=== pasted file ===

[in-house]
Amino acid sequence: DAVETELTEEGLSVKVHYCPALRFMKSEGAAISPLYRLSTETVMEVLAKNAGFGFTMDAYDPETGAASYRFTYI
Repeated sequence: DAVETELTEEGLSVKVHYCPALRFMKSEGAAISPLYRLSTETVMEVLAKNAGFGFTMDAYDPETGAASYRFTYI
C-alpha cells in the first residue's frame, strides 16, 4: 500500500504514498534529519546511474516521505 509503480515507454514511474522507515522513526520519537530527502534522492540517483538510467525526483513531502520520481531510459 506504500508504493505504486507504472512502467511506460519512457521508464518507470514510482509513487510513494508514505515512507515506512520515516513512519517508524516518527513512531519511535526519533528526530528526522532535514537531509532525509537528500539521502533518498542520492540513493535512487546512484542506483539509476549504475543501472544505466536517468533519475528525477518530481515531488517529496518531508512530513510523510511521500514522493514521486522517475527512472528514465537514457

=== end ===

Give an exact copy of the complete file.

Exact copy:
[in-house]
Amino acid sequence: DAVETELTEEGLSVKVHYCPALRFMKSEGAAISPLYRLSTETVMEVLAKNAGFGFTMDAYDPETGAASYRFTYI
Repeated sequence: DAVETELTEEGLSVKVHYCPALRFMKSEGAAISPLYRLSTETVMEVLAKNAGFGFTMDAYDPETGAASYRFTYI
C-alpha cells in the first residue's frame, strides 16, 4: 500500500504514498534529519546511474516521505 509503480515507454514511474522507515522513526520519537530527502534522492540517483538510467525526483513531502520520481531510459 506504500508504493505504486507504472512502467511506460519512457521508464518507470514510482509513487510513494508514505515512507515506512520515516513512519517508524516518527513512531519511535526519533528526530528526522532535514537531509532525509537528500539521502533518498542520492540513493535512487546512484542506483539509476549504475543501472544505466536517468533519475528525477518530481515531488517529496518531508512530513510523510511521500514522493514521486522517475527512472528514465537514457